by Dr. Rob Fazio
Author Simple is the New Smart
Success is not always easy to come by, but it can be simple.
In my work an executive advisor, surgeons, sport psychologist I am often struck by how many people fall short of their goals because of their need to worry about something. Operating under the common misconception that time and effort equal success – no pain, no gain – many people sell themselves short because they are preoccupied with things that simply don’t matter.
I set out to write a book that made success simple! Simple is the New Smart: in a down to earth, yet down to business style, I do my best to offer tools and techniques to turn down life’s static and turn up the volume simple strategies that drive success. He says those that are aware of common setback and take intentional action in approaching their work and life goals get there faster and more directly, with half the strain and twice the gain.
We all get bombarded with advice. Here are some of my recommendations that I’ve seen add value with velocity:
- Selective listening
What you choose to hear about yourself can adversely impact your performance and your potential. People tend to crystalize negative messages and stop trying, especially if a message is internalized early on without strong enough self-esteem or positive mentoring to counteract it. I calls this the creation of “barrier beliefs,” which I’ve witnessed ruin careers and lives.
To prevent negativity from stunting your growth trajectory, he recommends practicing selective listening – tuning out negative messages that hold you back, while still being aware of them enough to avoid potential blind spots from only hearing what you want to hear. Once you have identified the negative messages from your past that have created your barrier beliefs, take action to override them. These messages are not facts; they are just messages, and we have the choice to listen or not.
- Quick thinking
Thinking fast is a critical skill for success and thankfully one that Fazio says is both natural and teachable. Especially in the executive decision-making process, where leaders can so easily gain or lose credibility, honing your quick-thinking ability is a vital step to working smarter to take the “easy way” to success.
Just as many people equate strenuous effort with success, they also mistakenly believe the more important a decision is, the more difficult it has to be make, and that the amount of time you spend on a decision directly improves its value. Calculated speed is a sign of confidence, intelligence, and effectiveness. He recommends streamlining your approach to decision-making and communication to build your leadership credibility.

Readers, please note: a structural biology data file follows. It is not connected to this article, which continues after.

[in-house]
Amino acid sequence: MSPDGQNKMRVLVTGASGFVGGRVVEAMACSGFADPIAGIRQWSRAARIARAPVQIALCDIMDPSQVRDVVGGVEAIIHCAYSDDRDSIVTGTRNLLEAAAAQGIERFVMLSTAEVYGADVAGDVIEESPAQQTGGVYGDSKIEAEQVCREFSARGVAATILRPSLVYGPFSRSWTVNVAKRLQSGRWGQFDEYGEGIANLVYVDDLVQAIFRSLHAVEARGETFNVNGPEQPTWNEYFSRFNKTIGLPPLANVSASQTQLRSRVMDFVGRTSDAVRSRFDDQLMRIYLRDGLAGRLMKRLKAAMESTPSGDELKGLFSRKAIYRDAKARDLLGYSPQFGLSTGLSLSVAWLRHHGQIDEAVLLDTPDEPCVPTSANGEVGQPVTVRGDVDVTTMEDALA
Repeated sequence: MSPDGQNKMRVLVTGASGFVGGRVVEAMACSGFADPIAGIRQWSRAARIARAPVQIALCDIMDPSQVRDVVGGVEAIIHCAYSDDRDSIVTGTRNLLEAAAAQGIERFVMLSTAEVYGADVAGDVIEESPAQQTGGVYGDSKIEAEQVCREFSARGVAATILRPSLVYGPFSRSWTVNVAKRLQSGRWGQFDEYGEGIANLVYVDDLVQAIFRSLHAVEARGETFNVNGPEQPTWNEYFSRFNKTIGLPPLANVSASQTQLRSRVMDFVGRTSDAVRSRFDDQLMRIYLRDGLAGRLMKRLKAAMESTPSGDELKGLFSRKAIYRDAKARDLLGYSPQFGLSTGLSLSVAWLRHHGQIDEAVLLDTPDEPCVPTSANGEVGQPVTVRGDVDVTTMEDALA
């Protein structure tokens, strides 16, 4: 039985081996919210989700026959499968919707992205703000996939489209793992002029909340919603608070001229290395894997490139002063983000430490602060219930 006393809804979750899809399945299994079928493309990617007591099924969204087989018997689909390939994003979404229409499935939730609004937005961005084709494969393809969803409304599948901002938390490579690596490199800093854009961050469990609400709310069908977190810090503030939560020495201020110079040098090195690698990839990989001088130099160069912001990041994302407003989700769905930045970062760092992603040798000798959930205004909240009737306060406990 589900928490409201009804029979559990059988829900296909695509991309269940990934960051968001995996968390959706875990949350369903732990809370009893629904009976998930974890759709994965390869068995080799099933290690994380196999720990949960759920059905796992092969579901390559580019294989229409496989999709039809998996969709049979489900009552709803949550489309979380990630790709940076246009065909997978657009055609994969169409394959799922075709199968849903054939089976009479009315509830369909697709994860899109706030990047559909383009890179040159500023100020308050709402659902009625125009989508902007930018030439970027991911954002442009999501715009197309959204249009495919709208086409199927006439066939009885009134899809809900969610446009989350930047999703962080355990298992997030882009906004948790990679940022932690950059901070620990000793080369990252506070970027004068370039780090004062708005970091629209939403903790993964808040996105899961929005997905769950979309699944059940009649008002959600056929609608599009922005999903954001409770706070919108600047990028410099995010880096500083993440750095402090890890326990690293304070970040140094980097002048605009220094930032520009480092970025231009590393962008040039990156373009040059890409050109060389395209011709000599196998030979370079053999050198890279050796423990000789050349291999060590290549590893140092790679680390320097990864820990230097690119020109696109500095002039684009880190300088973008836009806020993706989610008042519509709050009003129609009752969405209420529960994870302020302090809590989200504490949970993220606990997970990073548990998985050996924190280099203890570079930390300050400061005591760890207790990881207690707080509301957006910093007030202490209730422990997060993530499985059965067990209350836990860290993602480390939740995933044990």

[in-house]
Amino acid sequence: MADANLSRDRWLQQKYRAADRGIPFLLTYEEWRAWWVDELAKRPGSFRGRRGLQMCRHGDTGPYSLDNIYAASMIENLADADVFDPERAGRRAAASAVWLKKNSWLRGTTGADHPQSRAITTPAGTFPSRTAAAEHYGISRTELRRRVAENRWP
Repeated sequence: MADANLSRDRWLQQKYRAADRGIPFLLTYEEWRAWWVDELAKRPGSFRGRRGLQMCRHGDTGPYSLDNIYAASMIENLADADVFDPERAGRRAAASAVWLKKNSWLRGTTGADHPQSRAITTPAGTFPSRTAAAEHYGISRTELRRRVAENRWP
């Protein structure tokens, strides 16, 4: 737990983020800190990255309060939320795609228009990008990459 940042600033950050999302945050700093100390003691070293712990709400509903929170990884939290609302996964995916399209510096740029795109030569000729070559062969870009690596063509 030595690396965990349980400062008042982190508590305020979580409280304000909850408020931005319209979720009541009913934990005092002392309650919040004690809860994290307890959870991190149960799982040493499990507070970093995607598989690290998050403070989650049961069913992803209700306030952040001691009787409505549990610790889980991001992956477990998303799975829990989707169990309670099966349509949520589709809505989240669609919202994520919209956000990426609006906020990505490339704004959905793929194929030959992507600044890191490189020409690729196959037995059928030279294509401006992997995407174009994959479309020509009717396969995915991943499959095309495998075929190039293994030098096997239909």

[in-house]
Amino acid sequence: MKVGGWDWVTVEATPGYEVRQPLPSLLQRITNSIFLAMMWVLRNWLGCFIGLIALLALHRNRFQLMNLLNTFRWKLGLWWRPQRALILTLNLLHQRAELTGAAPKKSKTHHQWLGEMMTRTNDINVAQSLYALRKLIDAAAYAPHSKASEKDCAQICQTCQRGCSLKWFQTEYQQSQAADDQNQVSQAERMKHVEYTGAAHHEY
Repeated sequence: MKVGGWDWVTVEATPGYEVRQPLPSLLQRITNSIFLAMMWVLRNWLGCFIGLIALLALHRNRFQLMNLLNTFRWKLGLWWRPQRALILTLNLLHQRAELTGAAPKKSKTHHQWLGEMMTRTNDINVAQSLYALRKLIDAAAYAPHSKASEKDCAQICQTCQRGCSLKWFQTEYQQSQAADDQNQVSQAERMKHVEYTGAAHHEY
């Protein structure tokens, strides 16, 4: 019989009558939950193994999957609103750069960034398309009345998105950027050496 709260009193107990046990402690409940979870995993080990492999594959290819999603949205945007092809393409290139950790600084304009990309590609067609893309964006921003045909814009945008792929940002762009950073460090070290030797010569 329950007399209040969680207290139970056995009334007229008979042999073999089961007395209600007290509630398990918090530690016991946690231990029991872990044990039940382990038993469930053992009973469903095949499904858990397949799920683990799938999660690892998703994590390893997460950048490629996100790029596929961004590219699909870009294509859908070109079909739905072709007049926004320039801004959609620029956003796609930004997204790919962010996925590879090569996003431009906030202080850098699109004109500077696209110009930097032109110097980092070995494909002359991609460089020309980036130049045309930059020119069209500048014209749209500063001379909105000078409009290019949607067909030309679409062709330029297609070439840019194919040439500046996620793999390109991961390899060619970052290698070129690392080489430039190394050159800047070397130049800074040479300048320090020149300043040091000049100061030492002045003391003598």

- Perpetual motion
Everyone feels “stuck” at times in their lives or careers, or has bad days when they are just moving slow. Fazio says the difference between those who fall behind and those who persevere to achieve their goals is the ability to maintain perpetual – and purposeful – forward motion.
The simple secret to maintaining this momentum, according to Fazio, is accountability for your own attitude – not allowing yourself to get sucked into a “what if” whirlpool of spiraling thoughts. If you tend to overthink things, seek help from other people or approaches to get you out of the analysis trap and back into the game. It’s not just about catching yourself when you aren’t staying the course; it’s also about an overall attitude adjustment through intention and focus that will support your drive to success.
Whether you’re in HR, on the trading desk or out on the football field, you influence others by confidence. You have to have an edge, even if it’s not within your comfort zone – I call this Psychological Swagger. It’s about beliefs, behaviors, and brand. Believing in yourself is at the core, acting in a way consistent with your intentions moves you in the right direction, and creating intentional impressions accelerates your path to success.
Cultivating this internal assurance isn’t a “fake it until you make it” situation. It’s a make it so you don’t have to fake it approach. The through core aspects of Psychological Swagger are” Belief, Behavior, and Brand. It’s a cycle of being mentally tough, acting in a way that demonstrates you are confident, not arrogant, and creating intentional impressions through your presence. People respect those who create credibility and command respect. You don’t need to push people around, but you do need to be able to tell it how it is and not give off the scent of fear in order to lead the pack. Some of the most successful executives have a “subtle confidence” and they don’t need to tell people they have what it takes, people can see it and feel it. If you’d like to learn more about your Psychological Swagger you are welcome to subscribe to our newsletter and take a complimentary quiz that will give you feedback and practical tips.
Success doesn’t need to be a culmination of battle wounds. The biggest mistake people make is they get in their own way with worry and lack of focus. Know where you want to go, talk to people who have been there, and be ready to make some strategic sacrifices so you can get there fast. Now stop reading and start writing your success story!
Dr. Rob Fazio is an executive advisor to Fortune 500 executives, surgeons, and emerging businesses with OnPoint Advising, www.OnPointAdvising.com. He is the author of Simple is the New Smart (foreword by Neil Cavuto), and the Motivational Currency Calculator assessment. For 15 years he’s been featured on CNN, MSNBC, Fox News, and NBC. He’s contributed to Forbes, the New York Times, New York Daily News, the CEO Magazine, NBC News, Success Magazine, and the Philadelphia Business Journal.